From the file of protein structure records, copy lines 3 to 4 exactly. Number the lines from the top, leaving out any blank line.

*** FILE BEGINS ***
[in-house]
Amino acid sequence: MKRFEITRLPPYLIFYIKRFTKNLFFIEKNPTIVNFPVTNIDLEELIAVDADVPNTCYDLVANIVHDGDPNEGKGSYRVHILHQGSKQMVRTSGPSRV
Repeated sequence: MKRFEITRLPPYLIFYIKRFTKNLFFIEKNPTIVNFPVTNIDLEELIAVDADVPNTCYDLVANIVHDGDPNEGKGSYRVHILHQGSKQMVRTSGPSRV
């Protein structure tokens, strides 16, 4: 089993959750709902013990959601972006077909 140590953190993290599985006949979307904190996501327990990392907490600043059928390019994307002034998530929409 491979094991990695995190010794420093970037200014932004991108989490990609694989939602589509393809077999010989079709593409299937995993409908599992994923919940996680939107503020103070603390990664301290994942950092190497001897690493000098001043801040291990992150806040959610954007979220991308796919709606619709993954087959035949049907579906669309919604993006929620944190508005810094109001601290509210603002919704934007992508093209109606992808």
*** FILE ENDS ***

Repeated sequence: MKRFEITRLPPYLIFYIKRFTKNLFFIEKNPTIVNFPVTNIDLEELIAVDADVPNTCYDLVANIVHDGDPNEGKGSYRVHILHQGSKQMVRTSGPSRV
């Protein structure tokens, strides 16, 4: 089993959750709902013990959601972006077909 140590953190993290599985006949979307904190996501327990990392907490600043059928390019994307002034998530929409 491979094991990695995190010794420093970037200014932004991108989490990609694989939602589509393809077999010989079709593409299937995993409908599992994923919940996680939107503020103070603390990664301290994942950092190497001897690493000098001043801040291990992150806040959610954007979220991308796919709606619709993954087959035949049907579906669309919604993006929620944190508005810094109001601290509210603002919704934007992508093209109606992808």